A Night at Niblo’s Garden resurrects the past through performance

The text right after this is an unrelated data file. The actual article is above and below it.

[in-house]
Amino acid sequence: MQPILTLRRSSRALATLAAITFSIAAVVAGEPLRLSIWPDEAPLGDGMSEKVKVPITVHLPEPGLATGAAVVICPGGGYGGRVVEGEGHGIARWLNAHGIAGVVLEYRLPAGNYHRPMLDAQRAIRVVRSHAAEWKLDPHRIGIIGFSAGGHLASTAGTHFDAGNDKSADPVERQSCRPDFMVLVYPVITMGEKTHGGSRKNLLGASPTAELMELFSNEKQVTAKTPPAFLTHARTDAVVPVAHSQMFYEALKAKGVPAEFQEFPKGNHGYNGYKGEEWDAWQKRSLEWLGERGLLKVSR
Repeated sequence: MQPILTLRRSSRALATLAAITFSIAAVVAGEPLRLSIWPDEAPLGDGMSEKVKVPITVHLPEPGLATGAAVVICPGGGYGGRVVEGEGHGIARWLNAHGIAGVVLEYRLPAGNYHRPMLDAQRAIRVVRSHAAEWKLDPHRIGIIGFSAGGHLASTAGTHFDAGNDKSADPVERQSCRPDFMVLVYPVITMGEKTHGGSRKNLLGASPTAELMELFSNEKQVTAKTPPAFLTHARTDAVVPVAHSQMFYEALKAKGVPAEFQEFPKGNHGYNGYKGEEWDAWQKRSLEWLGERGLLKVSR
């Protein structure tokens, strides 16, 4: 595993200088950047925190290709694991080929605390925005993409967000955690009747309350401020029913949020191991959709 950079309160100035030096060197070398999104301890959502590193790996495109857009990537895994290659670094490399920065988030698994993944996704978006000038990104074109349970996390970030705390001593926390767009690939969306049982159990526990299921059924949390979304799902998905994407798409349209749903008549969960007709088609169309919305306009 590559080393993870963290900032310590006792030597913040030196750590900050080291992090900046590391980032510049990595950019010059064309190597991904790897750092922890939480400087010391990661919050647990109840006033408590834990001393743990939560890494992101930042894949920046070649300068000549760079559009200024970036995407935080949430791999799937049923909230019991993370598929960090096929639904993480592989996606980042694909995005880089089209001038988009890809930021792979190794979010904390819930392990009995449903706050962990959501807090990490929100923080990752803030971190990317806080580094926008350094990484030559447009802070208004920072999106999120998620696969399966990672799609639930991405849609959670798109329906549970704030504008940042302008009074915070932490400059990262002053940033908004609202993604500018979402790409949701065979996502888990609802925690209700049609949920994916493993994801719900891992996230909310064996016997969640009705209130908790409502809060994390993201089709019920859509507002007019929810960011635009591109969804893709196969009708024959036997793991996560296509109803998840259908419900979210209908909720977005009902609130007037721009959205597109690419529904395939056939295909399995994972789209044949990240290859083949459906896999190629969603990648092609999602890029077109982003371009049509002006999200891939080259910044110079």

Groups of people took out their time capsules on Saturday, July 12 at Green-Wood Cemetery for a re-creation of 19th century impresario William Niblo’s renowned pleasure garden, featuring a night of music, drama and other forms of entertainment in tribute to the late showman, who is buried there. “This was an amazing night and a great success not only for Green-Wood Cemetery, but also for myself, “said Benjamin Feldman, Niblo’s biographer.Niblo’s theater, which was located across the river in Manhattan, was “the Radio City Music Hall of its day,” featuring vaudeville, acrobats and musical performances. However, his flair for entertainment didn’t end there. Niblo regularly invited guests to enjoy picnics at the site of his mausoleum in Green-Wood, where his wife was interred, the inspiration for the event.The night featured famed knife throwing by the Great Throwdini, fire juggling, acrobats and a rendition of selections from Verdi’s “Rigoletto” by tenor Jacob Feldman and coloratura soprano Rebecca Gordon.The event also featured a selection from America’s first musical (“The Black Crook”) entitled You Naughty, Naughty Men, performed by Marge Raymond. The show opened in the theatre in 1867, and was staged continuously in the U.S. for the next 50 years.Getting into the spirit of the evening, people – some dressed in costumes of the era — brought picnic baskets, and Feldman himself recreated Niblo on stage so that attendees could get a glimpse of the man who shaped modern entertainment in the city.“It’s been amazing to recreate the ambiance of outdoor spectacle, opera and how gentile New Yorkers enjoyed entertainment here 150 years ago,” said Feldman.This was the second time that Green-Wood recreated Niblo’s theatre, and Feldman hopes it won’t be the last.“All my colleagues at the cemetery enjoyed the show as did the crowds,” he noted, “so hopefully I can be here again doing this next year.”

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